The pecan tree, Carya illinoinensis, is a member of the hickory plant family that is native to Mexico that has been domesticated and eaten for many years. The natural range of pecan trees in the United States rungs through Texas and then up the Mississippi river and then up to the southern Midwest. Pecans grow in a shell, and the pecan portion that we consume is removed (and that’s generally how we buy them). Since pecans are a tree nut, that means that they are not AIP-friendly; I’ve written about the reasoning behind this on the blog: The WHYs behind the Autoimmune Protocol: Nuts and Seeds. Since pecans are such a lovely mild nut, however, I do have some recipes that have include them for those who have successfully reintroduced them or aren’t AIP, including my Strawberry-Basil Salad with Toasted Pecans, Pecan Pie, and Paleo Cinnamon Buns.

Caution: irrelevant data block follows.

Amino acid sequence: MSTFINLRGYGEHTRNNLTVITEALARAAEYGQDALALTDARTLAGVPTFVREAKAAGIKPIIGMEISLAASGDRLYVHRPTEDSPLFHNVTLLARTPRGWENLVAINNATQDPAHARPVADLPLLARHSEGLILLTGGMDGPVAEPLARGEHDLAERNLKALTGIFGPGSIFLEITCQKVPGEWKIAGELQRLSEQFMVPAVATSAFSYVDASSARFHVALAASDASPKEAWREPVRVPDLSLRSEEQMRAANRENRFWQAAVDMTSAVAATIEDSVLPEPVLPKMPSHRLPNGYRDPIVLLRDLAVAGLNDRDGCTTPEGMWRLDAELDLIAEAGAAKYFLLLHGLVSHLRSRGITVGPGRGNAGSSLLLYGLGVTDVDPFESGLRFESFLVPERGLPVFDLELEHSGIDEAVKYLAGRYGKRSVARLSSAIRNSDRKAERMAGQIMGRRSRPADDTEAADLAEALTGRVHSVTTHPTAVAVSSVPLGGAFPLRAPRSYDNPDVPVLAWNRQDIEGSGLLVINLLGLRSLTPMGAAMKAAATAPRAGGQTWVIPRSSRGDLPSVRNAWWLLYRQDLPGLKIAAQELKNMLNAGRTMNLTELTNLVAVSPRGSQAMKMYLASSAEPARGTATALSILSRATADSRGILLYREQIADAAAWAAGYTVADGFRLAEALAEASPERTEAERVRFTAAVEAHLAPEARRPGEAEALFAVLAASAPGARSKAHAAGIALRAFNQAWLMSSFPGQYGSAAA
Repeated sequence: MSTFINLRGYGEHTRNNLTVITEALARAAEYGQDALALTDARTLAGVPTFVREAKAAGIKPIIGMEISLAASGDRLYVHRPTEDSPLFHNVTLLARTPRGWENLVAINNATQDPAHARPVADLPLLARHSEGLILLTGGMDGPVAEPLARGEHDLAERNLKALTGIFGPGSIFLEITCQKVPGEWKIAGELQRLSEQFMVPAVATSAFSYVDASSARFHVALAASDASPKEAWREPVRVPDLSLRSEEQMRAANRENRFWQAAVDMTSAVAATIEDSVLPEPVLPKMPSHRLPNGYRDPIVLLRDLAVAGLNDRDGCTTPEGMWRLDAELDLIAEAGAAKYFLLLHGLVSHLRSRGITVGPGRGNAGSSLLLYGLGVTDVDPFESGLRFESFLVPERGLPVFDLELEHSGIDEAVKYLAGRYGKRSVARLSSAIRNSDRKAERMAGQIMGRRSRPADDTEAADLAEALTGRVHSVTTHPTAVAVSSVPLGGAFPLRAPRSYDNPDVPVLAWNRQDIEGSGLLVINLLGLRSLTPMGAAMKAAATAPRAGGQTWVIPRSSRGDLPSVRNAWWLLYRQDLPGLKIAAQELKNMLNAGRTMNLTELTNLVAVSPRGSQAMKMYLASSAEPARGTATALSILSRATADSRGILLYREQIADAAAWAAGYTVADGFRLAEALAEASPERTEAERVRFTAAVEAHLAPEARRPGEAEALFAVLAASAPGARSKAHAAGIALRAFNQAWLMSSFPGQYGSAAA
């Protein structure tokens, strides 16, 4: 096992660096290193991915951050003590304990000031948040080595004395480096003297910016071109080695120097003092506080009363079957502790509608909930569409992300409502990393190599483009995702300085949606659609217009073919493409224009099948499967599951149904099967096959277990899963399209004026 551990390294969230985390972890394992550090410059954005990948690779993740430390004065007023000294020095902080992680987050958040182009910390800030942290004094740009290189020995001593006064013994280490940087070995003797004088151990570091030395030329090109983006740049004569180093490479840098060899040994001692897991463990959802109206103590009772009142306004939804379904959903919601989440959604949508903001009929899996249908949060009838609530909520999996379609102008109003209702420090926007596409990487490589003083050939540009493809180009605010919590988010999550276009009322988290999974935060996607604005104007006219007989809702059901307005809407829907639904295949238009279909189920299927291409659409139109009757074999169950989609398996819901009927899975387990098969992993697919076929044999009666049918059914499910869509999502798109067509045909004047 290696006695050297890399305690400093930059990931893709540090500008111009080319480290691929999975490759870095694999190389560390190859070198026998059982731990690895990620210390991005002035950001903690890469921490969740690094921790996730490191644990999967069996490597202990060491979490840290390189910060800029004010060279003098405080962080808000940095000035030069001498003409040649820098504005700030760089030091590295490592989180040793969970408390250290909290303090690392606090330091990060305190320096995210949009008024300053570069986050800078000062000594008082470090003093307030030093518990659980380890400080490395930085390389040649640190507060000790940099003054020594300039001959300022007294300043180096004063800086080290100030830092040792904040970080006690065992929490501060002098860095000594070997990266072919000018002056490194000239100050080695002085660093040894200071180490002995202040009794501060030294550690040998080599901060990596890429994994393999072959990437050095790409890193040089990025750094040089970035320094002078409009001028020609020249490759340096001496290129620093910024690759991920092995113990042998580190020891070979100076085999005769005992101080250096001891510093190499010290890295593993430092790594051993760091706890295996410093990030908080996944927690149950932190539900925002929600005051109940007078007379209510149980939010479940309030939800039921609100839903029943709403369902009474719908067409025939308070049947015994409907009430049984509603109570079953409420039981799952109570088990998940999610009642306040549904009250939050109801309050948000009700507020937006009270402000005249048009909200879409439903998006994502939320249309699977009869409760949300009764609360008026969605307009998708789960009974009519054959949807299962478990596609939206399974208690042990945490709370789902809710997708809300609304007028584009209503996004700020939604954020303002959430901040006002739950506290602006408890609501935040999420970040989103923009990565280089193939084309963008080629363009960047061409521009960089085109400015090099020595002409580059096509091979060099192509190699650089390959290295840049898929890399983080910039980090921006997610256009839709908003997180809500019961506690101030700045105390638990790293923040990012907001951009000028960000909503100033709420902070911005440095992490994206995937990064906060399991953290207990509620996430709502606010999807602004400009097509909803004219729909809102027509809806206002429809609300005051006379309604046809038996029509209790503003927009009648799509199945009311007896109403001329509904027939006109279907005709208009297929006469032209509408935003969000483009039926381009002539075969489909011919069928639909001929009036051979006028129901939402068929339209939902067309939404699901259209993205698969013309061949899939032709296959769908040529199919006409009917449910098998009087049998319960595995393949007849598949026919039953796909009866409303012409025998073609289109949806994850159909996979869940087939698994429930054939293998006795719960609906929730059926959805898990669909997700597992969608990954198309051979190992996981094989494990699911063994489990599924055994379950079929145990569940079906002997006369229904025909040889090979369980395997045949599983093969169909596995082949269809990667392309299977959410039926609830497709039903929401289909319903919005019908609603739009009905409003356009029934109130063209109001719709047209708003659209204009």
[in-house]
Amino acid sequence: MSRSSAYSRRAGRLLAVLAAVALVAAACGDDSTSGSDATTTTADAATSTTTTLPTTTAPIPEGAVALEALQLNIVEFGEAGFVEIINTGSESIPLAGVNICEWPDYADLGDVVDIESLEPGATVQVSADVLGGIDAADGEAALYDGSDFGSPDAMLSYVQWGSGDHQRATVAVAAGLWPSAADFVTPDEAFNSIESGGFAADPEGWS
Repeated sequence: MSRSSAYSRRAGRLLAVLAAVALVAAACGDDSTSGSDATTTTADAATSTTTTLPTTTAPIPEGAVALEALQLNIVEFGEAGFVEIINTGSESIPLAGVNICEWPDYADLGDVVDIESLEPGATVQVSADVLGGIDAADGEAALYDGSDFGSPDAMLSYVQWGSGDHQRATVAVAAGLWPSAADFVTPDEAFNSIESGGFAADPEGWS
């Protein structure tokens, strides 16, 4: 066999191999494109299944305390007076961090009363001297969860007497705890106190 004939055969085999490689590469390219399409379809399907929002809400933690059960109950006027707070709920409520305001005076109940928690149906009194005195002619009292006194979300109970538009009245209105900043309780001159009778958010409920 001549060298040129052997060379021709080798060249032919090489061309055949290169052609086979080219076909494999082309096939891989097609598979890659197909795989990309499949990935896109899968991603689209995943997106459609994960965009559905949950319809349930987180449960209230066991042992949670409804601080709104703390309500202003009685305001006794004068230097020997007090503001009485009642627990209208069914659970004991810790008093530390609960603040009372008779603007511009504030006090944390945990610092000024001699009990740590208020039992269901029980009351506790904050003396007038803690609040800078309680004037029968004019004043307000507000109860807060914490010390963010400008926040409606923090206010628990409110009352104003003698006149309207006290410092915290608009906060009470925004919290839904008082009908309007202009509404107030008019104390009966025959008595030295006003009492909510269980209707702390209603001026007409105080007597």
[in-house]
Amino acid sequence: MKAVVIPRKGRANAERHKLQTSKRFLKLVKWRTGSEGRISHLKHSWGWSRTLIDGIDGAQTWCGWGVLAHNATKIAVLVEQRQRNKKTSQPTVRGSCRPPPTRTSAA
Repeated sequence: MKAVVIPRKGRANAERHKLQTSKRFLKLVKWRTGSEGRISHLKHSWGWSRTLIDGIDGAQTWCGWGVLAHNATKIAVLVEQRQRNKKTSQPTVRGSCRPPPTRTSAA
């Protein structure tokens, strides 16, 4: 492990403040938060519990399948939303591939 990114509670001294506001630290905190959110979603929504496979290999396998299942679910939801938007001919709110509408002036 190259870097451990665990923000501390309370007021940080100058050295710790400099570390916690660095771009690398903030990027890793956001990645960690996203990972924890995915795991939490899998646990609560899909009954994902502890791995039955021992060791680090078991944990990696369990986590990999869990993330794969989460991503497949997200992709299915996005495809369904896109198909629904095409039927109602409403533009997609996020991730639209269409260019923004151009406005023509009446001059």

Pecans are a great source of nutrition if you are able to tolerate them. Pecans are mostly fat (about 72% of 100g), including saturated fat as well as mono- and polyunsaturated, but are also an excellent source of fiber (10% of 100g). 100g of pecans is a very rich source of vitamins B1, B2, B5, and B6; as well as the dietary minerals iron, magnesium, phosphorus, zinc, and manganese.
Pecans are conveniently available for purchase on Amazon.